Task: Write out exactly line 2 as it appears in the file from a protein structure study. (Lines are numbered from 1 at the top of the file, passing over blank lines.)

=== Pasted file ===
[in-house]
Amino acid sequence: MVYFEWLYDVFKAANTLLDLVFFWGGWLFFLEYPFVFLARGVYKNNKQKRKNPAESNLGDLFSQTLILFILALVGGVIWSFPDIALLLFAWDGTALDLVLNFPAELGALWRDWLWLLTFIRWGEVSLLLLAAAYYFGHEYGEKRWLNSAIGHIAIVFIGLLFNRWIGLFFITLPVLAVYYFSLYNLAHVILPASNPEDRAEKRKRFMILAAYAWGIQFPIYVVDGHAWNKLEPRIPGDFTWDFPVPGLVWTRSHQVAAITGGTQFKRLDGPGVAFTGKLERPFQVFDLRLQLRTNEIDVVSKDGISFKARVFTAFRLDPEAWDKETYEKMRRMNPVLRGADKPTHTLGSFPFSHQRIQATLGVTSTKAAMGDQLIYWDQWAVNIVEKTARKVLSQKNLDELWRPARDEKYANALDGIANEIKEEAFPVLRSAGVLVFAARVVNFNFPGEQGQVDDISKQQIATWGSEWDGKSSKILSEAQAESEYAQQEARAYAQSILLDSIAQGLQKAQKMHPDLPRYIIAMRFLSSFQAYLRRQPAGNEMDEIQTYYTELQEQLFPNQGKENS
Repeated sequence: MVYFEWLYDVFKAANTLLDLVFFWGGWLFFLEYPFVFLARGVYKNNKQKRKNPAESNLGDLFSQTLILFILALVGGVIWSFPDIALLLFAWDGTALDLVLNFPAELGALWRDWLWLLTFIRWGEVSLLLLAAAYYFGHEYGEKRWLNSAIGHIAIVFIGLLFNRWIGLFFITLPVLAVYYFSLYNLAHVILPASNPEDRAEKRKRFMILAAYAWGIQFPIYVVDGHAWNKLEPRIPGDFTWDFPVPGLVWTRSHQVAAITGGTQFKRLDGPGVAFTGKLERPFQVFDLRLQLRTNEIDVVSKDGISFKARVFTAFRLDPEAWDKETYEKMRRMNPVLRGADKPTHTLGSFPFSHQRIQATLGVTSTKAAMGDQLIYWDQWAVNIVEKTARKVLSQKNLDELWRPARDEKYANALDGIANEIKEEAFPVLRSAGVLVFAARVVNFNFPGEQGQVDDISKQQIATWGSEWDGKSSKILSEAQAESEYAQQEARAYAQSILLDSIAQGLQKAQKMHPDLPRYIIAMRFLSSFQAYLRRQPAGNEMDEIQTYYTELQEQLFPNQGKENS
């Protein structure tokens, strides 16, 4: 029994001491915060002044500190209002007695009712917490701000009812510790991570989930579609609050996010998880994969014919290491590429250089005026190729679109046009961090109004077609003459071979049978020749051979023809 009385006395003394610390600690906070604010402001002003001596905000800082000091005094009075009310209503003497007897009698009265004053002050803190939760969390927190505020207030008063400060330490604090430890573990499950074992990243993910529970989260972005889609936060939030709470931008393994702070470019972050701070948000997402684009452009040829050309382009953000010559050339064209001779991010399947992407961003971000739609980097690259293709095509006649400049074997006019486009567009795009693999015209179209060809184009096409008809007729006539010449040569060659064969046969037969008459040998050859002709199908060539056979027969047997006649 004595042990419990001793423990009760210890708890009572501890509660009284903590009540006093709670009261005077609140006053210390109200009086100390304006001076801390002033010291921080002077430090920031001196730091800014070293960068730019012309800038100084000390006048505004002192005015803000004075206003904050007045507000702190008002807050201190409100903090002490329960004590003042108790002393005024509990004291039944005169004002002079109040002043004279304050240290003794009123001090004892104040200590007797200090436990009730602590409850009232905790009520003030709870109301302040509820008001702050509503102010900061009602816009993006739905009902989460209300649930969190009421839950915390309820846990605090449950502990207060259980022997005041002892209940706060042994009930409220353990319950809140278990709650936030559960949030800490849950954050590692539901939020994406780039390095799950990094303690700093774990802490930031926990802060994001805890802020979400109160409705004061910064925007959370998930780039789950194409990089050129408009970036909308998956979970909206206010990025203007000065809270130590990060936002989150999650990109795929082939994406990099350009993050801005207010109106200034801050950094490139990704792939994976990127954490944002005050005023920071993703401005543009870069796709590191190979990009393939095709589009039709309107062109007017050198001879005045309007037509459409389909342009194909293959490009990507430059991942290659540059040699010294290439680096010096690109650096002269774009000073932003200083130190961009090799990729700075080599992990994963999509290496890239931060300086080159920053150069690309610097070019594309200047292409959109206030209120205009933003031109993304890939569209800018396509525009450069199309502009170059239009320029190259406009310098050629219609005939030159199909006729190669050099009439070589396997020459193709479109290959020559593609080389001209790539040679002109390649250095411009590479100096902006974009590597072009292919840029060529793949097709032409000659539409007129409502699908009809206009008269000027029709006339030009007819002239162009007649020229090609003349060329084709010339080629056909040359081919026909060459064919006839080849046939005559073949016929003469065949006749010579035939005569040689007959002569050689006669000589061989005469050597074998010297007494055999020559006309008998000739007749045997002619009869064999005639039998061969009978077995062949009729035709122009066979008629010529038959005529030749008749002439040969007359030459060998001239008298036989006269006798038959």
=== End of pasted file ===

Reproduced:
Amino acid sequence: MVYFEWLYDVFKAANTLLDLVFFWGGWLFFLEYPFVFLARGVYKNNKQKRKNPAESNLGDLFSQTLILFILALVGGVIWSFPDIALLLFAWDGTALDLVLNFPAELGALWRDWLWLLTFIRWGEVSLLLLAAAYYFGHEYGEKRWLNSAIGHIAIVFIGLLFNRWIGLFFITLPVLAVYYFSLYNLAHVILPASNPEDRAEKRKRFMILAAYAWGIQFPIYVVDGHAWNKLEPRIPGDFTWDFPVPGLVWTRSHQVAAITGGTQFKRLDGPGVAFTGKLERPFQVFDLRLQLRTNEIDVVSKDGISFKARVFTAFRLDPEAWDKETYEKMRRMNPVLRGADKPTHTLGSFPFSHQRIQATLGVTSTKAAMGDQLIYWDQWAVNIVEKTARKVLSQKNLDELWRPARDEKYANALDGIANEIKEEAFPVLRSAGVLVFAARVVNFNFPGEQGQVDDISKQQIATWGSEWDGKSSKILSEAQAESEYAQQEARAYAQSILLDSIAQGLQKAQKMHPDLPRYIIAMRFLSSFQAYLRRQPAGNEMDEIQTYYTELQEQLFPNQGKENS